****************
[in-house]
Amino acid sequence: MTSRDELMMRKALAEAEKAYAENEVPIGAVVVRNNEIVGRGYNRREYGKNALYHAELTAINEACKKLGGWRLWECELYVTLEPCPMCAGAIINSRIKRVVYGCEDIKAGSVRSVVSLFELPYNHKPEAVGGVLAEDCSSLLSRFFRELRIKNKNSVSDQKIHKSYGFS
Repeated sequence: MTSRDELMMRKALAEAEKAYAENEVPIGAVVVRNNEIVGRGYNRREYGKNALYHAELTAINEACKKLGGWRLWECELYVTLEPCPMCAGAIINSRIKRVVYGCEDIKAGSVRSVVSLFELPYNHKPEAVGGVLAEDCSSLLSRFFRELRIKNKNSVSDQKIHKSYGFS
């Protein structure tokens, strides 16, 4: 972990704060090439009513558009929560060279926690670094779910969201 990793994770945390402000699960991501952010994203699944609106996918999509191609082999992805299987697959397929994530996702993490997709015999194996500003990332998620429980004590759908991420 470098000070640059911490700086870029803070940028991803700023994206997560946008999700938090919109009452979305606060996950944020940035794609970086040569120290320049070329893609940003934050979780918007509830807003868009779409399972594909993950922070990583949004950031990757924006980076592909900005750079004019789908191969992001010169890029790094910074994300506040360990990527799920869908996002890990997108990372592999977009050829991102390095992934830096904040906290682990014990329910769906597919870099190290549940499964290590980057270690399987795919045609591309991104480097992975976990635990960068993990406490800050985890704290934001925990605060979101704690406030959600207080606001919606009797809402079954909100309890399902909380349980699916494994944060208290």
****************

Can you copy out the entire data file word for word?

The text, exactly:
[in-house]
Amino acid sequence: MTSRDELMMRKALAEAEKAYAENEVPIGAVVVRNNEIVGRGYNRREYGKNALYHAELTAINEACKKLGGWRLWECELYVTLEPCPMCAGAIINSRIKRVVYGCEDIKAGSVRSVVSLFELPYNHKPEAVGGVLAEDCSSLLSRFFRELRIKNKNSVSDQKIHKSYGFS
Repeated sequence: MTSRDELMMRKALAEAEKAYAENEVPIGAVVVRNNEIVGRGYNRREYGKNALYHAELTAINEACKKLGGWRLWECELYVTLEPCPMCAGAIINSRIKRVVYGCEDIKAGSVRSVVSLFELPYNHKPEAVGGVLAEDCSSLLSRFFRELRIKNKNSVSDQKIHKSYGFS
């Protein structure tokens, strides 16, 4: 972990704060090439009513558009929560060279926690670094779910969201 990793994770945390402000699960991501952010994203699944609106996918999509191609082999992805299987697959397929994530996702993490997709015999194996500003990332998620429980004590759908991420 470098000070640059911490700086870029803070940028991803700023994206997560946008999700938090919109009452979305606060996950944020940035794609970086040569120290320049070329893609940003934050979780918007509830807003868009779409399972594909993950922070990583949004950031990757924006980076592909900005750079004019789908191969992001010169890029790094910074994300506040360990990527799920869908996002890990997108990372592999977009050829991102390095992934830096904040906290682990014990329910769906597919870099190290549940499964290590980057270690399987795919045609591309991104480097992975976990635990960068993990406490800050985890704290934001925990605060979101704690406030959600207080606001919606009797809402079954909100309890399902909380349980699916494994944060208290």